What is the source of true happiness? Philosophers, scientists, psychologists, and spiritualists have been seeking the answer to this question for countless years. On asking this question to ordinary people, most of them claimed that it is wealth, fame, and recognition that can make them happy. But can all the rich and famous be called happy? Human psychology is so complex that we have been unable to discern what really can make us happy.
Social connections are really good for us:
Loneliness kills. People who are more socially connected to family, friends, and community are happier, healthier, and live longer than people who are less well connected. The experience of loneliness is toxic. People who are more isolated than they want to be are less happy, their health declines earlier in midlife, their brain functioning declines sooner and they live shorter lives than people who are not lonely.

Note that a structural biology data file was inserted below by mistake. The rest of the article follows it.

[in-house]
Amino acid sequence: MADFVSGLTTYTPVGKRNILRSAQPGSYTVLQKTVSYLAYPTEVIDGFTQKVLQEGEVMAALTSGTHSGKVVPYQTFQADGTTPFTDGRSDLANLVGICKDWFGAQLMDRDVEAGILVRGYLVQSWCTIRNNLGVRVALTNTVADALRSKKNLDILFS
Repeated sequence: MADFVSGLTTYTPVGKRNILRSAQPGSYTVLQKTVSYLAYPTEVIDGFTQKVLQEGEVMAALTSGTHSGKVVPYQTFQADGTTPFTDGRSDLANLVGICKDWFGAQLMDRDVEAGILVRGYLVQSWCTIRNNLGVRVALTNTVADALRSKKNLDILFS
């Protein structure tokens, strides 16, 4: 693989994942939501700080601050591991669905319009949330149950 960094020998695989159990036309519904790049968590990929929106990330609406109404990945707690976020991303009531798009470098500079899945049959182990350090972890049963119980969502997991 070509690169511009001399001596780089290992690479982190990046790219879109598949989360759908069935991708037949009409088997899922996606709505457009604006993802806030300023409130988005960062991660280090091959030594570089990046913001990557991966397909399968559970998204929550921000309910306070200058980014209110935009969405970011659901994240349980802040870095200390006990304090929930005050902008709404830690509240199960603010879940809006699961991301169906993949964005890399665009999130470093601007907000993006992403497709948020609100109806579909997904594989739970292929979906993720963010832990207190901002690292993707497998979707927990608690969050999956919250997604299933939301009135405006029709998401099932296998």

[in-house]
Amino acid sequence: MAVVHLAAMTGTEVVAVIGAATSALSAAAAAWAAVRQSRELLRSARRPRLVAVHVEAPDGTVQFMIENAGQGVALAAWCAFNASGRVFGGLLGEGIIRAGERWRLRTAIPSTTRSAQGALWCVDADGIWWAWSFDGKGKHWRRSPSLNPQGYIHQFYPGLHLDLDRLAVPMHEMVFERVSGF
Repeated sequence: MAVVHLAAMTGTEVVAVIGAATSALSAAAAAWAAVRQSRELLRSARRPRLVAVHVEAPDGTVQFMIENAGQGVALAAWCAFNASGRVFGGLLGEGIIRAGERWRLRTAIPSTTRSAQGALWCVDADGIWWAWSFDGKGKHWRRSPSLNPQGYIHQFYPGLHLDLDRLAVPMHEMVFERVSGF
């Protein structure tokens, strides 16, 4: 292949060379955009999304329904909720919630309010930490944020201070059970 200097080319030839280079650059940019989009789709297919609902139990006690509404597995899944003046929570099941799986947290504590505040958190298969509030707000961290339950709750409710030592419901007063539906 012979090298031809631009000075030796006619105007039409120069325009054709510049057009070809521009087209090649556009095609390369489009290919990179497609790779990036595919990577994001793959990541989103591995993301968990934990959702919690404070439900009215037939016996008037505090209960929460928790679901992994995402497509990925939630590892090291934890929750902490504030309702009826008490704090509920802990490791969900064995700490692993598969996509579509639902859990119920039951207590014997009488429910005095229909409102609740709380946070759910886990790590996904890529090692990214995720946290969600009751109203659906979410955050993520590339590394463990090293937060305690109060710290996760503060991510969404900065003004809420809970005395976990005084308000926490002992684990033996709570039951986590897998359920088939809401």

Quality of relationships matters:
Having numerous relationships is not the key to a happy and healthy life. The kind of bond you share and the depth of the relationship are what matters. The participants of the study who were in warm and loving marriages live/lived healthier and happier lives. In contrast, those who had constant conflicts and arguments in their marriage led unhappy lives and their health also didn’t fare too well.
Good relationships protect our minds:
The positive effects of good relationships are not limited to happiness and health. Good relationships also protect our minds. The participants who had been good and reliable relationships showed that their brains stayed sharper longer those who had been lonely or were in bad relationships.
Living in conflict is bad for our health:
High-conflict marriages, without much affection, turn out to be very bad for our health, perhaps worse than getting divorced. And living in good, warm relationships is protective.